The Federal Bureau of Investigation is probing whether financial firms gain an unfair advantage by acting on non-public information using high-frequency trading.
The investigation stems from the heavy crackdown on insider trading, which has led to 79 convictions of hedge fund traders and others. While the inquiry is still in its initial stages, investigators are looking at whether using such high-speed trading technology helps such traders make calls based on information other market players cannot access.
"There are many people in government who are very focused on this and who are concerned about it and who think it breaks the law," an FBI spokesman said. "There is a big concern that high-frequency traders are getting material nonpublic information ahead of others and trading on it."
The FBI is also looking at other types of trades, such as the placing of group orders and then canceling them, in order to simulate market activity. This could possibly be seen as market manipulation as many other traders will make trades based on this market activity.
The issue has been brought to the fore by New york Attorney General Eric Schneiderman who is investigating whether financial firms using high-speed trading technology are gaining an advantage over regular traders. Michael Lewis, noted author and financial journalist, made an appearance on CBS' 60 Minutes Sunday and said that such trading activities have ripped off investors and that the U.S. stock market is "rigged."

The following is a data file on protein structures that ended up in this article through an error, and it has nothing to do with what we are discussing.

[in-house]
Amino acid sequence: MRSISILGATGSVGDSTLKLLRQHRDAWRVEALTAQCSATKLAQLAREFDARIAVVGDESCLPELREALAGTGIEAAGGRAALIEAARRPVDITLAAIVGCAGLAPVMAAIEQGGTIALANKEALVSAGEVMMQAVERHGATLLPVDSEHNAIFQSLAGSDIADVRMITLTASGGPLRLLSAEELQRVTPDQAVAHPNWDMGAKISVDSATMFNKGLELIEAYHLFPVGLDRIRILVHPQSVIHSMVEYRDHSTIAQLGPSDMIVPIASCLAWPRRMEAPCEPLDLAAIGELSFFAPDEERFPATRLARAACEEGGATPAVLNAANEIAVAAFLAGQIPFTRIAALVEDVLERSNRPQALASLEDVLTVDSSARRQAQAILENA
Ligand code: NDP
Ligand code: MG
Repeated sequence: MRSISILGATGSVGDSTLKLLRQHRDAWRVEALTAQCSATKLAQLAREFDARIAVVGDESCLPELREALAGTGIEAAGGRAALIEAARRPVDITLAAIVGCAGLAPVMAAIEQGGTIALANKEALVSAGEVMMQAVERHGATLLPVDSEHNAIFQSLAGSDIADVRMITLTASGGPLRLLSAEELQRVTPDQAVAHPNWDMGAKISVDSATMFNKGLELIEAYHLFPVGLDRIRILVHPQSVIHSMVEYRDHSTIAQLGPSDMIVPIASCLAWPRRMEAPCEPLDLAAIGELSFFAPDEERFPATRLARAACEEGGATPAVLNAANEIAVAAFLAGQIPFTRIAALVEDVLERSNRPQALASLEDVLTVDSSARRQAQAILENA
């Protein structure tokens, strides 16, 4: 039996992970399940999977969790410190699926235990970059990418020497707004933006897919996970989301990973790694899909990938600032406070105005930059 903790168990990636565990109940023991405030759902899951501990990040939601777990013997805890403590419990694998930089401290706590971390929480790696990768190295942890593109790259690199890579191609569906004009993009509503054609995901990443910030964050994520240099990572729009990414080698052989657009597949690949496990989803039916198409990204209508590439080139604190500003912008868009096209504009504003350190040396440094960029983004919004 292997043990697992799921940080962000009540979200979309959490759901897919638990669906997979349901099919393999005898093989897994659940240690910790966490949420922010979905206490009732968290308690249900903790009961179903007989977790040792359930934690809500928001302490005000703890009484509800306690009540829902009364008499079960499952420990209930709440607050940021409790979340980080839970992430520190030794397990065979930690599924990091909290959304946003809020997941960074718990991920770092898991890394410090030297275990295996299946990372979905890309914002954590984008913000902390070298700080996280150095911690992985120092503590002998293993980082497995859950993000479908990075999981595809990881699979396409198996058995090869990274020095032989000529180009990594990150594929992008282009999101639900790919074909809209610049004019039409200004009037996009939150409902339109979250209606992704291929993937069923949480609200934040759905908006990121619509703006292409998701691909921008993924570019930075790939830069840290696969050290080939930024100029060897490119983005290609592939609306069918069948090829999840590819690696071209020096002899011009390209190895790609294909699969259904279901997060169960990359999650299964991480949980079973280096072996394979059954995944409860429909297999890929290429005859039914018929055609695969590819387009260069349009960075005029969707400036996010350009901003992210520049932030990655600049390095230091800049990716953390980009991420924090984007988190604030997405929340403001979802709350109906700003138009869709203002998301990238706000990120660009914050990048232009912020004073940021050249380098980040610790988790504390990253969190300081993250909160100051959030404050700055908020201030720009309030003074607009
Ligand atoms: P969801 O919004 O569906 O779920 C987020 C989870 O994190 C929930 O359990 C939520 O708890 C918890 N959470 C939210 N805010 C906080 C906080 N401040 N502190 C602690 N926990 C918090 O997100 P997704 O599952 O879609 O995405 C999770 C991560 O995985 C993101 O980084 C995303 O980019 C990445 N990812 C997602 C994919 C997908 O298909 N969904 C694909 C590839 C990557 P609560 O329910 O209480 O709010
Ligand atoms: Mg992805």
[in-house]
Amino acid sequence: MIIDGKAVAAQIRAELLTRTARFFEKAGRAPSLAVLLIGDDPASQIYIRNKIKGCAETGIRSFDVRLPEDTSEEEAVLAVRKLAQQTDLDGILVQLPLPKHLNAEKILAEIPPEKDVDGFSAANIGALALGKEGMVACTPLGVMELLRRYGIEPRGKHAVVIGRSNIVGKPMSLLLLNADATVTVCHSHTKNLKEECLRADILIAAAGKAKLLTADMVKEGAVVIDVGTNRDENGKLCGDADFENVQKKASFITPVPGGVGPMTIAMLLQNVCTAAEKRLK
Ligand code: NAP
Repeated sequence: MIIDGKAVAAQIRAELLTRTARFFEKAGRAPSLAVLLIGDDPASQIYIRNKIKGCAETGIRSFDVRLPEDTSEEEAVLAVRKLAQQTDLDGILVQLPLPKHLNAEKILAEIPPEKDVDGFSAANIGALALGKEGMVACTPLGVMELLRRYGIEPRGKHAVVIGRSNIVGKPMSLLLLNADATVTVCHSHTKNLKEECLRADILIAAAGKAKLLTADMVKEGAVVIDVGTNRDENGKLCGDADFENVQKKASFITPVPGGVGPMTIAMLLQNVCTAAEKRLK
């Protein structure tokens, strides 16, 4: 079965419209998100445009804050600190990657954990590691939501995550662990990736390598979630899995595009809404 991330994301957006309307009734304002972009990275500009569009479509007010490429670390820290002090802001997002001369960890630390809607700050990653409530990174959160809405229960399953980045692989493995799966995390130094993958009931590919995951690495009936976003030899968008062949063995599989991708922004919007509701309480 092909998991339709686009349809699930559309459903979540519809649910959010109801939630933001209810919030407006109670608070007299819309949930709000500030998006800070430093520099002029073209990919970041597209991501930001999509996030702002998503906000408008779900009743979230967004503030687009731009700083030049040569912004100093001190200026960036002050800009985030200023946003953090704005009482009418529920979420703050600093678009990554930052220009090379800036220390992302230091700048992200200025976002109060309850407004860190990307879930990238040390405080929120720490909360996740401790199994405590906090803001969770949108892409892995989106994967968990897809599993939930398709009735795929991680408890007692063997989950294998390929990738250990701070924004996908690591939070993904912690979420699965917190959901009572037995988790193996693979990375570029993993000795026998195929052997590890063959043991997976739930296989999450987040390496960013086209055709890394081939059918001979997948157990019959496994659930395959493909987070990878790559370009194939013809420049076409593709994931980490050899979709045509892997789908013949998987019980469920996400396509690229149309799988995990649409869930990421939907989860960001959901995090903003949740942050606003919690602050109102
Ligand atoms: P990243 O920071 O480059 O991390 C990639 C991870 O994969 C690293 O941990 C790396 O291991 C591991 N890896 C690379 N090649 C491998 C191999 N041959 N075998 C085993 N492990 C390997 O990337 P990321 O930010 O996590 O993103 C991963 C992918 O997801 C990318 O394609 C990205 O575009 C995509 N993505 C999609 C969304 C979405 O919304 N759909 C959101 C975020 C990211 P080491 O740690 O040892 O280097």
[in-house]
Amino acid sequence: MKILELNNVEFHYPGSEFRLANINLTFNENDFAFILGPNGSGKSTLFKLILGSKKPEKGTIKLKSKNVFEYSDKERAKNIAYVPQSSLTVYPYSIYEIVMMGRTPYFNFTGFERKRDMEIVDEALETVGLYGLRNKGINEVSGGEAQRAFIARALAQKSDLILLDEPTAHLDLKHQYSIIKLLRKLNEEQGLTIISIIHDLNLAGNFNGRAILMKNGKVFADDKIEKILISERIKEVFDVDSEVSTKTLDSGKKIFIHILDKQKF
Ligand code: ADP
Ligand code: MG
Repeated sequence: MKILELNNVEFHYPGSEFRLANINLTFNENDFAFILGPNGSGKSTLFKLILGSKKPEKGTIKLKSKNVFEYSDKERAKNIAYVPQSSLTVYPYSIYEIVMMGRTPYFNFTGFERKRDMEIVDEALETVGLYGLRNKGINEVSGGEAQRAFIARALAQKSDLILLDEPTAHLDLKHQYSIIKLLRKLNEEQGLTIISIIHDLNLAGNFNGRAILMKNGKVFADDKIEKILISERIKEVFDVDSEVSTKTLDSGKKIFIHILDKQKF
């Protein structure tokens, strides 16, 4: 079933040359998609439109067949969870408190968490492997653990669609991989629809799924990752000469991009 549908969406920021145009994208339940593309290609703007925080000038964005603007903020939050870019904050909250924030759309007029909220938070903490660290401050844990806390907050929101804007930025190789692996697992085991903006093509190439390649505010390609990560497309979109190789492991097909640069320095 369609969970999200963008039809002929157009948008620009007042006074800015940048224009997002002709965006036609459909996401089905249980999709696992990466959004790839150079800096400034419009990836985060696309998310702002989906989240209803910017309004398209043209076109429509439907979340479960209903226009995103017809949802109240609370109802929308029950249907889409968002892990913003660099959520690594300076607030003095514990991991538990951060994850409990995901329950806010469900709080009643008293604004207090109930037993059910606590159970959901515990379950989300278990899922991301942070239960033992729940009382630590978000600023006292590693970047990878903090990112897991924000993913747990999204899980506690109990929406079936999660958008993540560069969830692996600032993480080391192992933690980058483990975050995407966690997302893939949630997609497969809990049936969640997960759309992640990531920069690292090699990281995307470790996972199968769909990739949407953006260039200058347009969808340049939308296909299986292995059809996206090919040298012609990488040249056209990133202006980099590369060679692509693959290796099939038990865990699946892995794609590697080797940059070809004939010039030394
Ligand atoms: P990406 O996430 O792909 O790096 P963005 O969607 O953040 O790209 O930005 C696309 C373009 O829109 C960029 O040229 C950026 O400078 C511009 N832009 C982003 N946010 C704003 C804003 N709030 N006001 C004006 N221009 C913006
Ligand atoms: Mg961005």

Schneiderman is also investigating the sale of products and services offering faster and richer access to stock information, which is almost never available to the public. Wall Street firms and other high-speed trading firms pay thousands of dollars for such services from companies, including the Nasdaq OMX Group Inc. and IntercontinentalExchange Group Inc.'s New York Stock Exchange.
The FBI's investigation has been ongoing for the past year and is largely focused on insider trading activities. Investigators say they are looking for trading patterns that could be questionable, but the difficult part is proving these trades were made with fraudulent intent.
[Wall Street Journal]